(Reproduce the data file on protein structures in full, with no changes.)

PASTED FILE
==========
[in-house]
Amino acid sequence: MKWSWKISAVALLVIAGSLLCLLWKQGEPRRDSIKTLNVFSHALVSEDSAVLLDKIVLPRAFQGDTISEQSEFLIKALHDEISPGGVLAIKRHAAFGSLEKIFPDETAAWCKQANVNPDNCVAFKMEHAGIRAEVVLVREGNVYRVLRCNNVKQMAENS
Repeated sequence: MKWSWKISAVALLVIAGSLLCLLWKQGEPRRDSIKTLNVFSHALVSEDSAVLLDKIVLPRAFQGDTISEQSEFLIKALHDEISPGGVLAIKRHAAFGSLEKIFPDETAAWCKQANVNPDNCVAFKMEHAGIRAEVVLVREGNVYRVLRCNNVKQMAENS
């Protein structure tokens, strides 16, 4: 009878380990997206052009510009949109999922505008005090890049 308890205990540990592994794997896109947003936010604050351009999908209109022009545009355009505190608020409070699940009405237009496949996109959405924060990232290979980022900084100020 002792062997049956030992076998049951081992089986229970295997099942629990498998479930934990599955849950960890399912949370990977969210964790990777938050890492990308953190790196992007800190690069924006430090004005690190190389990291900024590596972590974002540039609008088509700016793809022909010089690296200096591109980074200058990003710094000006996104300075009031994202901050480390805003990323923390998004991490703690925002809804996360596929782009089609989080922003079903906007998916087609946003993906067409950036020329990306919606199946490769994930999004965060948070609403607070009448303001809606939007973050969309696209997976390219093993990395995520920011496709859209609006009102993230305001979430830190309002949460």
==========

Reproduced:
[in-house]
Amino acid sequence: MKWSWKISAVALLVIAGSLLCLLWKQGEPRRDSIKTLNVFSHALVSEDSAVLLDKIVLPRAFQGDTISEQSEFLIKALHDEISPGGVLAIKRHAAFGSLEKIFPDETAAWCKQANVNPDNCVAFKMEHAGIRAEVVLVREGNVYRVLRCNNVKQMAENS
Repeated sequence: MKWSWKISAVALLVIAGSLLCLLWKQGEPRRDSIKTLNVFSHALVSEDSAVLLDKIVLPRAFQGDTISEQSEFLIKALHDEISPGGVLAIKRHAAFGSLEKIFPDETAAWCKQANVNPDNCVAFKMEHAGIRAEVVLVREGNVYRVLRCNNVKQMAENS
């Protein structure tokens, strides 16, 4: 009878380990997206052009510009949109999922505008005090890049 308890205990540990592994794997896109947003936010604050351009999908209109022009545009355009505190608020409070699940009405237009496949996109959405924060990232290979980022900084100020 002792062997049956030992076998049951081992089986229970295997099942629990498998479930934990599955849950960890399912949370990977969210964790990777938050890492990308953190790196992007800190690069924006430090004005690190190389990291900024590596972590974002540039609008088509700016793809022909010089690296200096591109980074200058990003710094000006996104300075009031994202901050480390805003990323923390998004991490703690925002809804996360596929782009089609989080922003079903906007998916087609946003993906067409950036020329990306919606199946490769994930999004965060948070609403607070009448303001809606939007973050969309696209997976390219093993990395995520920011496709859209609006009102993230305001979430830190309002949460």